No Time to Go Wobbly, Barack

The international system isn’t broken, and you can lead it.


By Michael Hirsh


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Samantha Power is a tall, rangy redhead with the purposeful gait of the athlete she once wanted to be. She has a husky voice and often speaks in excited rushes of ideas, the words tumbling over each other. What animates Power more than anything else is her Cause, her “dream of American power being harnessed for good.” She was haunted by her experience during the Bosnia war in the early 1990s, when, stringing for the Washington Post, she reported on the Serb attack on Srebrenica before the massacre of Bosnian Muslims there, but failed to get a story in the paper. Later she discovered, to her shock, that the tepid and slow response to the Balkans slaughter was in fact our best humanitarian effort ever, “the most robust of the century.” The United States—the avatar of freedom, the beacon of human rights, the city upon the hill—“had never in its history intervened to stop genocide,” she later wrote.

Subscribe Online & Save 33%A sometime journalist, wonk, and professor of government at Harvard University, Power spent the rest of the 1990s propounding the idea that, under the leadership of the United States, the international system would soon advance to the point at which it would no longer tolerate atrocious human rights abuses, especially genocide. Her 600-page book on the subject, “A Problem From Hell,” was turned down by nearly every major publisher. But after it won a Pulitzer Prize for nonfiction in 2003, Power became a celebrity, at least within that intellectual demimonde of policy makers, academics, and think-tankers stretching from Washington to Harvard Square, and points beyond.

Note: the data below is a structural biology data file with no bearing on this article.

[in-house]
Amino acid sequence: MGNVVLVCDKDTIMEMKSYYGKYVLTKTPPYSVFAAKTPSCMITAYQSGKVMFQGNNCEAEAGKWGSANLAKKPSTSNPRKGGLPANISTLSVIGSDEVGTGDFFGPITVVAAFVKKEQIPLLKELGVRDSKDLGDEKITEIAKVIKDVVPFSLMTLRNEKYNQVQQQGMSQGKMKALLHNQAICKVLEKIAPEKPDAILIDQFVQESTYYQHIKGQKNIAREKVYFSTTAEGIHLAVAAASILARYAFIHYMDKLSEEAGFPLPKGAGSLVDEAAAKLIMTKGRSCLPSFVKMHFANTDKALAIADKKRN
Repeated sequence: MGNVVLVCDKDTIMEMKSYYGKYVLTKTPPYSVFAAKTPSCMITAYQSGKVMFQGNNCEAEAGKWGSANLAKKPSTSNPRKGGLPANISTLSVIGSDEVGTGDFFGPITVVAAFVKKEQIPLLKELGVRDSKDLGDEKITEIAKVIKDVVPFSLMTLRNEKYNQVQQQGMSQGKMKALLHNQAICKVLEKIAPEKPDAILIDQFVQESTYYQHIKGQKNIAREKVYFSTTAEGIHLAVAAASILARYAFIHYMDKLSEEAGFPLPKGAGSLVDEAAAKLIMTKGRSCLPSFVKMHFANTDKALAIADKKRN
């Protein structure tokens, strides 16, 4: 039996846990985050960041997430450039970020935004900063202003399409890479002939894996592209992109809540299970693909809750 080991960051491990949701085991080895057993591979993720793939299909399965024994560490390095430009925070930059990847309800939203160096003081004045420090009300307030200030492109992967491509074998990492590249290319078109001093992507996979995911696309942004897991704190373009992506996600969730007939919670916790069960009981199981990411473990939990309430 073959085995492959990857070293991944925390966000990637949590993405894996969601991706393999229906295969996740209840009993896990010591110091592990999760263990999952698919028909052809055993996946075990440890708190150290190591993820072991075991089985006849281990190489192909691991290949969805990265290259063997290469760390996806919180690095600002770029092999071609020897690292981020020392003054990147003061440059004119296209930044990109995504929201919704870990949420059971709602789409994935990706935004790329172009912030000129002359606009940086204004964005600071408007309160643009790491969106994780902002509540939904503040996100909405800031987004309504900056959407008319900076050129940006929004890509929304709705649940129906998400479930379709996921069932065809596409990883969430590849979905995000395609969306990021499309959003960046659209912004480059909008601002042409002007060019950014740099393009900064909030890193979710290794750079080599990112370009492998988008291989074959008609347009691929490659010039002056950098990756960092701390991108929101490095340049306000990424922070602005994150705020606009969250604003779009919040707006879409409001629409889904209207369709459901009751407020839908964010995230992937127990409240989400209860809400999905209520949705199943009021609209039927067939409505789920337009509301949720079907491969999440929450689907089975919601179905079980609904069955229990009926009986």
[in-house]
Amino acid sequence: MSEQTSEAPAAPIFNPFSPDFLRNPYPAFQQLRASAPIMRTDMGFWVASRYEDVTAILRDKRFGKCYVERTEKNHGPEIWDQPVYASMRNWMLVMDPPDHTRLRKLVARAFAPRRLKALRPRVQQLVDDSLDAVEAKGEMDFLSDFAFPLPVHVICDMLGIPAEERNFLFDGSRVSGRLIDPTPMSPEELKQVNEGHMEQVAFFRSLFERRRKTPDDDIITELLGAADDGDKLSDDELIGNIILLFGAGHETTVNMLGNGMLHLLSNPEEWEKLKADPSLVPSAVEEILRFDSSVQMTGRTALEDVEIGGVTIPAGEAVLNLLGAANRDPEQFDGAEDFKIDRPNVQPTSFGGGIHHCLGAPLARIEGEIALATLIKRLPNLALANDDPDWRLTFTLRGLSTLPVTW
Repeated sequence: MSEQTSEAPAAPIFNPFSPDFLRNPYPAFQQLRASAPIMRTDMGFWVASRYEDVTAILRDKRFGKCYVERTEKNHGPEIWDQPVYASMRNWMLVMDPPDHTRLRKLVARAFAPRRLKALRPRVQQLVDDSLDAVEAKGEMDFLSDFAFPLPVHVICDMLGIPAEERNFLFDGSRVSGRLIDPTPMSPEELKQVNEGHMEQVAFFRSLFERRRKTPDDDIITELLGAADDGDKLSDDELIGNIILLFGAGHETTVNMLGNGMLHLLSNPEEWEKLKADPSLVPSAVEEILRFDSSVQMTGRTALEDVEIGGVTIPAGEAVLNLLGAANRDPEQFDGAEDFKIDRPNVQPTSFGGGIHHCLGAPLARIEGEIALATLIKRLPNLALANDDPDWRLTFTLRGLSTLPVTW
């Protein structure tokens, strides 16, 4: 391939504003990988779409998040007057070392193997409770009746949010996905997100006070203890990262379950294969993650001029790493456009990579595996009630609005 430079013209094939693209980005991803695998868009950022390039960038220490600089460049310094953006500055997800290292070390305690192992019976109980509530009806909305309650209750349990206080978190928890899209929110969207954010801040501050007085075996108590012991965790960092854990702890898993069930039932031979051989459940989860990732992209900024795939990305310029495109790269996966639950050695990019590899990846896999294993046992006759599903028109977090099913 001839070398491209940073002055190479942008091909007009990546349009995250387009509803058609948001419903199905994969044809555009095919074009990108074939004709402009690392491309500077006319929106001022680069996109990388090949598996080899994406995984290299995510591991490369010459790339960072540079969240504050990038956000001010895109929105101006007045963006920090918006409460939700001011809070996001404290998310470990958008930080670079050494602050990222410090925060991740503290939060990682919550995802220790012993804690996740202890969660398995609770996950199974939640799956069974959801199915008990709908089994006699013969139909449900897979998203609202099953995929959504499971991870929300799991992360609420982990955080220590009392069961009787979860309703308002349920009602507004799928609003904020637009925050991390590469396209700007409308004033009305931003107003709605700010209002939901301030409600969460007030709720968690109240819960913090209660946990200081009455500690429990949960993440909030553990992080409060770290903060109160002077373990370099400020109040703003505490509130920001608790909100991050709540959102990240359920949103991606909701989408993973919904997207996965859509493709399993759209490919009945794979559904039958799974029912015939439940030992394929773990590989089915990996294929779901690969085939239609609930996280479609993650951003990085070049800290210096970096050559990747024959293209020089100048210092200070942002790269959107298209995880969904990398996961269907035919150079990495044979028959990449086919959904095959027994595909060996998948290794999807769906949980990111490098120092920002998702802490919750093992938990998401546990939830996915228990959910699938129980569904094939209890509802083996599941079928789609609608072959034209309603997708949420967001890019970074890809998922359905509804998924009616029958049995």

Power’s Pulitzer was awarded in April 2003, just as the looting began to rage in the streets of Baghdad, providing the first glimpses of the nightmare that Iraq was to become. And as the months passed, Power watched her interventionist dreams turn to dust. In just a few years, she believed, President Bush had squandered the efforts of half a century, in which Washington carefully nurtured an international system and worked its way, fitfully, toward a vague doctrine of global leadership. While Bush talks of freedom, democracy, and human rights, most people see a savage, botched occupation, alignment with Arab autocrats against Iran, and waterboarding in secret prisons. Says Power: “Now we’re neither the shining example, nor even competent meddlers. It’s going to take a generation or so to reclaim American exceptionalism.”

As she watched the 2004 presidential election returns come in, Power found herself sunk in “despondency” over the prospect of another four years of the same. Almost as disheartening as Bush’s win was the fact that the Kerry campaign had shied away from forthrightly challenging him on the fundamentals of his “war on terror.” For Power, as for so many, the one spark of hope was Barack Obama, whose ringing keynote speech had electrified the Democratic convention. Power was so impressed that she downloaded the speech onto her iPod. “I said, ‘God, what does one do now?’ ” Power recalls. “I guess it’s one of three things. One can just accept that all this will continue, one can run for office, or one can become Barack Obama’s foreign policy adviser.” A friend knew Obama’s college roommate. “So I got a short e-mail in early ’05: ‘Barack likes your book and would like to meet with you.’”